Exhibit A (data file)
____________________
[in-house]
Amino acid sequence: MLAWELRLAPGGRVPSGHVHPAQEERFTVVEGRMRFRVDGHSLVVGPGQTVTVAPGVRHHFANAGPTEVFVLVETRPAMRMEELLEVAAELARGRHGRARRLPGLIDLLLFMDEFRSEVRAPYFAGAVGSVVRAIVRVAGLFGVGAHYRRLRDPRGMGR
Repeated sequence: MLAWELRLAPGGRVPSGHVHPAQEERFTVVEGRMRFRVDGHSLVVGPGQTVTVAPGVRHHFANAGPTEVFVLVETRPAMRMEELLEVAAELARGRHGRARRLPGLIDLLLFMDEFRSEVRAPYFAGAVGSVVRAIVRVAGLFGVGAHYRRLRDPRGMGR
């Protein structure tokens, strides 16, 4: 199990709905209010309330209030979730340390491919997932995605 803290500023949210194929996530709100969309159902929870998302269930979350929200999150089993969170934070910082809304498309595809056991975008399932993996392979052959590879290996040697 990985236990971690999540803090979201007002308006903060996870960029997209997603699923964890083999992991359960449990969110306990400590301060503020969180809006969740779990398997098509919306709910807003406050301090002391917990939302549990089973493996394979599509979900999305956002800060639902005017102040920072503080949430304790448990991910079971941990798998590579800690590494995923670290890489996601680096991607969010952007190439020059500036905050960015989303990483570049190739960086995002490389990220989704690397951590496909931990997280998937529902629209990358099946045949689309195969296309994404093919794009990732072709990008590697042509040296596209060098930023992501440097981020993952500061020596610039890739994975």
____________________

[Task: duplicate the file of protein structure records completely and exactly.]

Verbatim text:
[in-house]
Amino acid sequence: MLAWELRLAPGGRVPSGHVHPAQEERFTVVEGRMRFRVDGHSLVVGPGQTVTVAPGVRHHFANAGPTEVFVLVETRPAMRMEELLEVAAELARGRHGRARRLPGLIDLLLFMDEFRSEVRAPYFAGAVGSVVRAIVRVAGLFGVGAHYRRLRDPRGMGR
Repeated sequence: MLAWELRLAPGGRVPSGHVHPAQEERFTVVEGRMRFRVDGHSLVVGPGQTVTVAPGVRHHFANAGPTEVFVLVETRPAMRMEELLEVAAELARGRHGRARRLPGLIDLLLFMDEFRSEVRAPYFAGAVGSVVRAIVRVAGLFGVGAHYRRLRDPRGMGR
């Protein structure tokens, strides 16, 4: 199990709905209010309330209030979730340390491919997932995605 803290500023949210194929996530709100969309159902929870998302269930979350929200999150089993969170934070910082809304498309595809056991975008399932993996392979052959590879290996040697 990985236990971690999540803090979201007002308006903060996870960029997209997603699923964890083999992991359960449990969110306990400590301060503020969180809006969740779990398997098509919306709910807003406050301090002391917990939302549990089973493996394979599509979900999305956002800060639902005017102040920072503080949430304790448990991910079971941990798998590579800690590494995923670290890489996601680096991607969010952007190439020059500036905050960015989303990483570049190739960086995002490389990220989704690397951590496909931990997280998937529902629209990358099946045949689309195969296309994404093919794009990732072709990008590697042509040296596209060098930023992501440097981020993952500061020596610039890739994975």